No More Night
Grace United Methodist Church
Easter Sunrise Service
April 24, 2011
John 1: 1-5 (NIV)
In the beginning was the Word, and the Word was with God, and the Word was God. 2 He was with God in the beginning. 3 Through him all things were made; without him nothing was made that has been made. 4 In him was life, and that life was the light of all mankind. 5 The light shines in the darkness, and the darkness has not overcome it.
Darkness is a funny thing, isn’t it? We have to have darkness, it helps us get better sleep. Sometimes in the midst of a headache or an especially sunny day, we long for a few moments of darkness. Darkness is good for a movie or a haunted house. But then again, too much darkness can be a bad thing as well. In the long, dark days of winter, we yearn for the Spring and more hours of daylight. Darkness can be scary, and oppressive, and depressing. And it can hold great power over us as well.
Several years ago, one of my cousins took a year off of school and work to hike the entire Appalachian Trail. Now, this is on my “bucket list,” and so I was eager to hear of his experience when he finally completed his journey and returned home. I remember him saying that he would not recommend hiking the whole trail all at once, but rather hiking it in small increments; a good piece of advice I will hold on to. The other thing I remember was how early he went to bed that night we were talking. When I asked him why he was going to bed so early, my cousin said that his body was now in that cycle. “Because,” he said, “when it gets dark out on the trail, there’s nothing to do, so you just go to sleep.”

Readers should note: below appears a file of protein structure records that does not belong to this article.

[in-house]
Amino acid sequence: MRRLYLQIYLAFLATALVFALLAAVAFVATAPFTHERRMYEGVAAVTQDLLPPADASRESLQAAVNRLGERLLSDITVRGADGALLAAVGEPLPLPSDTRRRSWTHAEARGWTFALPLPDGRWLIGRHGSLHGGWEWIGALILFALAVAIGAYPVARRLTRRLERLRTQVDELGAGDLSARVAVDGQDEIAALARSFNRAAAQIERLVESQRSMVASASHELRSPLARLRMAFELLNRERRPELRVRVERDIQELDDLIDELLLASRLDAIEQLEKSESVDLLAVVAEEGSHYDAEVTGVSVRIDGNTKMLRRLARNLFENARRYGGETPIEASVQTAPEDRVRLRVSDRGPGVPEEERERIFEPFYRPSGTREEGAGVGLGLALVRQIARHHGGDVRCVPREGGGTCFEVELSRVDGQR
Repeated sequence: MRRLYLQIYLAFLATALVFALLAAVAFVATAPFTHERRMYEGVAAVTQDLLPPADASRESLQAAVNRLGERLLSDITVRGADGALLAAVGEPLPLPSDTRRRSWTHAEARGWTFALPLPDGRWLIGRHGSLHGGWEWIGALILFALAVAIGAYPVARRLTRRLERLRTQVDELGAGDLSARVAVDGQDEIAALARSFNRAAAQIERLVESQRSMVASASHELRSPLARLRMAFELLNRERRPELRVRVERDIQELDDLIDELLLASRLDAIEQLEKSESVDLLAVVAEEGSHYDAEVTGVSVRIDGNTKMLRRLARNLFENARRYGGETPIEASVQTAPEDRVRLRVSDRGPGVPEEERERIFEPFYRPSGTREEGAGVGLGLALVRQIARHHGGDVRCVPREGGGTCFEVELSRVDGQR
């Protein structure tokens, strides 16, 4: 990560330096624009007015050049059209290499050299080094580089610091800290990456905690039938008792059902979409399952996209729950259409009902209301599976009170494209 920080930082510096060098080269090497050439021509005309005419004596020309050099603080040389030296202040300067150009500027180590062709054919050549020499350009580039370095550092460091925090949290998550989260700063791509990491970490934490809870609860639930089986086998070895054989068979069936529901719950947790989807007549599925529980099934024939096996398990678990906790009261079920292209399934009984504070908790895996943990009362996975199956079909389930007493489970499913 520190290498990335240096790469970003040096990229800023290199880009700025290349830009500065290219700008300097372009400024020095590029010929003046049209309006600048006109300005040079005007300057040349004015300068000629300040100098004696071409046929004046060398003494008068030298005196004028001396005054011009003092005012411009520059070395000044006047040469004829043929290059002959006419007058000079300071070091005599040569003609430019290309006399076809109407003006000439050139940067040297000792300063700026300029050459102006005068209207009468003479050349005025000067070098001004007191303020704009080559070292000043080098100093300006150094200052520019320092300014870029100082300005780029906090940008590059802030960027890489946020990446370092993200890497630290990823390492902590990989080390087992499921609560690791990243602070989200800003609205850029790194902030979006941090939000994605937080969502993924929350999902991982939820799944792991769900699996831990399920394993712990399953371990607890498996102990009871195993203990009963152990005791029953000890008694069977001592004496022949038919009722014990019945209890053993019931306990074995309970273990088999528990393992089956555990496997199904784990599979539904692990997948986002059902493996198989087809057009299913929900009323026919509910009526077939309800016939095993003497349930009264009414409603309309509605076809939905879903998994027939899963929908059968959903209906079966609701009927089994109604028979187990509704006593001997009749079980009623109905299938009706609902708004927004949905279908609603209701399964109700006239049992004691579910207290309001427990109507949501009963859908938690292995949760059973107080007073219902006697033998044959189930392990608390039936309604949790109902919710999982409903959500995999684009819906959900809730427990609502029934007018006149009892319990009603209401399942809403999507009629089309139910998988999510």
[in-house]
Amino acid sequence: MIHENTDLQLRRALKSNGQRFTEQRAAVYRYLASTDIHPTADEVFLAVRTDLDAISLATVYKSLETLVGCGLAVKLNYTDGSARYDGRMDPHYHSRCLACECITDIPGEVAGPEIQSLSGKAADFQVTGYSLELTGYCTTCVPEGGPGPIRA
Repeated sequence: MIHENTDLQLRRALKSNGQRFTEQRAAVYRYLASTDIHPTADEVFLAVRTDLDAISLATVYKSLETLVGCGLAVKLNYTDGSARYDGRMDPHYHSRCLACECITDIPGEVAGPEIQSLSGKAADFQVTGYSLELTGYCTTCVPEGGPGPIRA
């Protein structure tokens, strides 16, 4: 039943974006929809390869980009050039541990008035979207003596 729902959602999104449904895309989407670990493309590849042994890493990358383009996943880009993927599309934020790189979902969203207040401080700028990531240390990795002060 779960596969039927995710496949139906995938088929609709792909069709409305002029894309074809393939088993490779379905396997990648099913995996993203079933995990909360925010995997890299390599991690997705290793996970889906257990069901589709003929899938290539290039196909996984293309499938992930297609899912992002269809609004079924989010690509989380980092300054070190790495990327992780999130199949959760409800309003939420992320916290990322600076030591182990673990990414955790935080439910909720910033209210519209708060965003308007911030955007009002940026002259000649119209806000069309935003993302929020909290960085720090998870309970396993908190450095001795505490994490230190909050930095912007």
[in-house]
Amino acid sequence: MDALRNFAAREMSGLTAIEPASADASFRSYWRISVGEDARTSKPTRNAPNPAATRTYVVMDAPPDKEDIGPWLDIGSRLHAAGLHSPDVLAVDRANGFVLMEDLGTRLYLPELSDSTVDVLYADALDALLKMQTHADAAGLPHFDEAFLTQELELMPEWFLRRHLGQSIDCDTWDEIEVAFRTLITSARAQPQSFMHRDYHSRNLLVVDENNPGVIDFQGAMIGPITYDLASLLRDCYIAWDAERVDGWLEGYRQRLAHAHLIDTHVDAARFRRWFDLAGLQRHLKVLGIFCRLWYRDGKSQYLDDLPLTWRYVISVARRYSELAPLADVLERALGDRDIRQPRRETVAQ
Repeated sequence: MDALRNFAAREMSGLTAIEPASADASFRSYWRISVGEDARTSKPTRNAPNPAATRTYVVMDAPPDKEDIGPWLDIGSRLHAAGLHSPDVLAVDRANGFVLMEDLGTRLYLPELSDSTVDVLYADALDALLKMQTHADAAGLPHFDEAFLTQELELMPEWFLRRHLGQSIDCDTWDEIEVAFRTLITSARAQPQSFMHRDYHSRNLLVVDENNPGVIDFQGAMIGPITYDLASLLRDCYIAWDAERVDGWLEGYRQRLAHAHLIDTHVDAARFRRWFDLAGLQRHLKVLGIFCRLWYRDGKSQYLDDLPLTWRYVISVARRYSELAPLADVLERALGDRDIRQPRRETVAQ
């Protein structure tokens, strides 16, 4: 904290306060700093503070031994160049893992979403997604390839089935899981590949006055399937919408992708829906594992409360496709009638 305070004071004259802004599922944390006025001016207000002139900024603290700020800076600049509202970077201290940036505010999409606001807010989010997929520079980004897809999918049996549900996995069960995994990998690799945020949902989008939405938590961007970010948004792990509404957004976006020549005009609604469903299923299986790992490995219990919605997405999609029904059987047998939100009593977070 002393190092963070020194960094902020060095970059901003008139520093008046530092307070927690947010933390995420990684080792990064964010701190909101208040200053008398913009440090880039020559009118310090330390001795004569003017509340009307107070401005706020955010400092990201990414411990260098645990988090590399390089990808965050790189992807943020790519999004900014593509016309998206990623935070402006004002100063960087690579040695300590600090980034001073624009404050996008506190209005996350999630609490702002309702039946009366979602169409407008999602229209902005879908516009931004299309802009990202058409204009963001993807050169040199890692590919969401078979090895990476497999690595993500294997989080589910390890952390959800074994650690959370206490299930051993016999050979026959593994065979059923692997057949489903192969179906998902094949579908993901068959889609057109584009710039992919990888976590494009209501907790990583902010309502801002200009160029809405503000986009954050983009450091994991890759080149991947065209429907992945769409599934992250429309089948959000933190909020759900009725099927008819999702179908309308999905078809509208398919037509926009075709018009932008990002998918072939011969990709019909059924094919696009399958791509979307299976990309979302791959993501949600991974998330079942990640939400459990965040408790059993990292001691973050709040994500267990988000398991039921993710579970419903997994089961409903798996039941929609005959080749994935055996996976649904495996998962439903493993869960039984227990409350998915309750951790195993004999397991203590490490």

As my cousin made his long journey, I think he must’ve experience darkness much like the people of Jesus’ day; in a way that we modern suburbanites do not. The people of Jesus’ day did not have the modern conveniences that you and I have; no electric lamps, street lights, spot lights, or bright stadium lighting. They used oil lamps in their homes and businesses, which produced meager light at best. In fact, so lacking were the lighting options of Jesus’ day (even up to the invention of electricity barely more than a century ago), that people’s schedules revolved around the rising and setting of the sun. Much like my cousin on his Appalachian Trail trek, people were up with the sun in the morning, and often when night fell they would go straight to bed. And as I’m sure many of us know, when people are drowned in darkness, they long for the light. In fact, people in Jesus’ day so valued light that they had special celebrations centered around light.
As a part of the Feast of Tabernacles, the Jews celebrated a ceremony called “The Illumination of the Temple.” It took place in the court of the women. The court was very dark, surrounded by deep galleries; in the center stood four great candelabras. When darkness descended, each of the candelabras were lit, which in turn lit up the courtyard. During the night, the priest and the people danced and sang songs of joy for the light in the midst of darkness. It is with this understanding that John introduces us to Jesus, and it is in this context that Jesus later says, “I am the light of the world.” In essence, John’s message says to us, “The earthly light can only brighten up this courtyard, but Jesus brings light to the whole world.” And that is what we celebrate on Easter morning, the light of the world dawning in our midst; that is what we so keenly recognize as we gather for worship at the hour of the Easter sunrise.
Easter Sunday is the day we remember Christ’s resurrection, the dawning of the light of life that came through Jesus’ life, ministry, death, and ultimately, his resurrection. As we watch the sunrise on Easter morning and light the whole world, we are reminded of Jesus, who is the light of the world. And more than just the sun that rises in the morning, filling the earth with light, Jesus is also the Son that rises in our lives, dispelling the darkness that so often overshadows us. We’ve all experienced such darkness and shadows; the darkness of fear, depression, or addiction; the darkness of unemployment or financial difficulty; the darkness of broken relationships or death. And yet with the hope of the risen Christ dawning in our hearts, the light of life begins to dispel such darkness. All of these issues somehow look different when held to the light of Christ, and we gain new perspective in the eternal hope that all shall be well and that nothing is too great for God in Christ Jesus to overcome!